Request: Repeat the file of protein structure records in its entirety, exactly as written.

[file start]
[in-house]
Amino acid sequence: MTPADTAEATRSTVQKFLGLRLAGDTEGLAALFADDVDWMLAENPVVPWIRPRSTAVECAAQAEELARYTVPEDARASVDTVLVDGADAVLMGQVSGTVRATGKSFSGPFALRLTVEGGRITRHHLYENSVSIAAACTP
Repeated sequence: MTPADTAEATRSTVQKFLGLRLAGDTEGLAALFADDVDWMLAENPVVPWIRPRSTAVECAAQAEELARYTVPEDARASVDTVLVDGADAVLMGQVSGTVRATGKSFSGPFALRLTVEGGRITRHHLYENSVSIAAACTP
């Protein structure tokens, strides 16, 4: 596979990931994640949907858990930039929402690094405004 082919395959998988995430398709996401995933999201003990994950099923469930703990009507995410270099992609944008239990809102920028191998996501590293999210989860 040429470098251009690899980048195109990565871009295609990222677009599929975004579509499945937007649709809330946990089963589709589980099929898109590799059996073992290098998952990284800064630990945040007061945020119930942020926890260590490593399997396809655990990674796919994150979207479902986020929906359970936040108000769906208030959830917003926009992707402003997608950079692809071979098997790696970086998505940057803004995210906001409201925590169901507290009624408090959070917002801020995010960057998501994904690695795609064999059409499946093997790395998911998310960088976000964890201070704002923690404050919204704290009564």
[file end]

[in-house]
Amino acid sequence: MTPADTAEATRSTVQKFLGLRLAGDTEGLAALFADDVDWMLAENPVVPWIRPRSTAVECAAQAEELARYTVPEDARASVDTVLVDGADAVLMGQVSGTVRATGKSFSGPFALRLTVEGGRITRHHLYENSVSIAAACTP
Repeated sequence: MTPADTAEATRSTVQKFLGLRLAGDTEGLAALFADDVDWMLAENPVVPWIRPRSTAVECAAQAEELARYTVPEDARASVDTVLVDGADAVLMGQVSGTVRATGKSFSGPFALRLTVEGGRITRHHLYENSVSIAAACTP
């Protein structure tokens, strides 16, 4: 596979990931994640949907858990930039929402690094405004 082919395959998988995430398709996401995933999201003990994950099923469930703990009507995410270099992609944008239990809102920028191998996501590293999210989860 040429470098251009690899980048195109990565871009295609990222677009599929975004579509499945937007649709809330946990089963589709589980099929898109590799059996073992290098998952990284800064630990945040007061945020119930942020926890260590490593399997396809655990990674796919994150979207479902986020929906359970936040108000769906208030959830917003926009992707402003997608950079692809071979098997790696970086998505940057803004995210906001409201925590169901507290009624408090959070917002801020995010960057998501994904690695795609064999059409499946093997790395998911998310960088976000964890201070704002923690404050919204704290009564």